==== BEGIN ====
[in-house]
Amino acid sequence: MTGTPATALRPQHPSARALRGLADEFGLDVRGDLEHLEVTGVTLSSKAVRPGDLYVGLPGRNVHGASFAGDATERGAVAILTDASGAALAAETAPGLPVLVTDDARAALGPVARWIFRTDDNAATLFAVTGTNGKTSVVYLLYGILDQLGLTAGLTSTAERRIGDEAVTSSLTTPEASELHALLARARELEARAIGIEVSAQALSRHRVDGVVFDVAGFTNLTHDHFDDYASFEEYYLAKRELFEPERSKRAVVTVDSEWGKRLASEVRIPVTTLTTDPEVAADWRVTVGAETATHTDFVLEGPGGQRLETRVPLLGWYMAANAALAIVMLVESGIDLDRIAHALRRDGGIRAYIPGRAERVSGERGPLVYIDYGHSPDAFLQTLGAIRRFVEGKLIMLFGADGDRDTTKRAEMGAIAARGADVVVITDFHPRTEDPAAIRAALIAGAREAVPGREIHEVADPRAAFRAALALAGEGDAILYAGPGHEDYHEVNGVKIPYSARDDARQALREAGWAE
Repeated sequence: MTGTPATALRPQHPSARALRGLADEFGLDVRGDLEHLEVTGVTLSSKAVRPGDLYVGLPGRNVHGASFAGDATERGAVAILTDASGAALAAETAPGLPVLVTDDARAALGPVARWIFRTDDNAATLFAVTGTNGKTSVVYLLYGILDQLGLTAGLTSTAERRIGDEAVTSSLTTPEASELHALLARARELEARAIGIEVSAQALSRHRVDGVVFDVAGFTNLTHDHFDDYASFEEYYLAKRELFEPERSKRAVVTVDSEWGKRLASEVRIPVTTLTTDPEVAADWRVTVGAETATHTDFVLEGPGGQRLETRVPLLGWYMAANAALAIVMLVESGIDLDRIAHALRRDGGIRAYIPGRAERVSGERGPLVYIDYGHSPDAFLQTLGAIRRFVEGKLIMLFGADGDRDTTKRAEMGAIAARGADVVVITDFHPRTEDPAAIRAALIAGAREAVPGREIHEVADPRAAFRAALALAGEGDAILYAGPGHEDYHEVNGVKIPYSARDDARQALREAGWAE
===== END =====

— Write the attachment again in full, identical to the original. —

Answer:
[in-house]
Amino acid sequence: MTGTPATALRPQHPSARALRGLADEFGLDVRGDLEHLEVTGVTLSSKAVRPGDLYVGLPGRNVHGASFAGDATERGAVAILTDASGAALAAETAPGLPVLVTDDARAALGPVARWIFRTDDNAATLFAVTGTNGKTSVVYLLYGILDQLGLTAGLTSTAERRIGDEAVTSSLTTPEASELHALLARARELEARAIGIEVSAQALSRHRVDGVVFDVAGFTNLTHDHFDDYASFEEYYLAKRELFEPERSKRAVVTVDSEWGKRLASEVRIPVTTLTTDPEVAADWRVTVGAETATHTDFVLEGPGGQRLETRVPLLGWYMAANAALAIVMLVESGIDLDRIAHALRRDGGIRAYIPGRAERVSGERGPLVYIDYGHSPDAFLQTLGAIRRFVEGKLIMLFGADGDRDTTKRAEMGAIAARGADVVVITDFHPRTEDPAAIRAALIAGAREAVPGREIHEVADPRAAFRAALALAGEGDAILYAGPGHEDYHEVNGVKIPYSARDDARQALREAGWAE
Repeated sequence: MTGTPATALRPQHPSARALRGLADEFGLDVRGDLEHLEVTGVTLSSKAVRPGDLYVGLPGRNVHGASFAGDATERGAVAILTDASGAALAAETAPGLPVLVTDDARAALGPVARWIFRTDDNAATLFAVTGTNGKTSVVYLLYGILDQLGLTAGLTSTAERRIGDEAVTSSLTTPEASELHALLARARELEARAIGIEVSAQALSRHRVDGVVFDVAGFTNLTHDHFDDYASFEEYYLAKRELFEPERSKRAVVTVDSEWGKRLASEVRIPVTTLTTDPEVAADWRVTVGAETATHTDFVLEGPGGQRLETRVPLLGWYMAANAALAIVMLVESGIDLDRIAHALRRDGGIRAYIPGRAERVSGERGPLVYIDYGHSPDAFLQTLGAIRRFVEGKLIMLFGADGDRDTTKRAEMGAIAARGADVVVITDFHPRTEDPAAIRAALIAGAREAVPGREIHEVADPRAAFRAALALAGEGDAILYAGPGHEDYHEVNGVKIPYSARDDARQALREAGWAE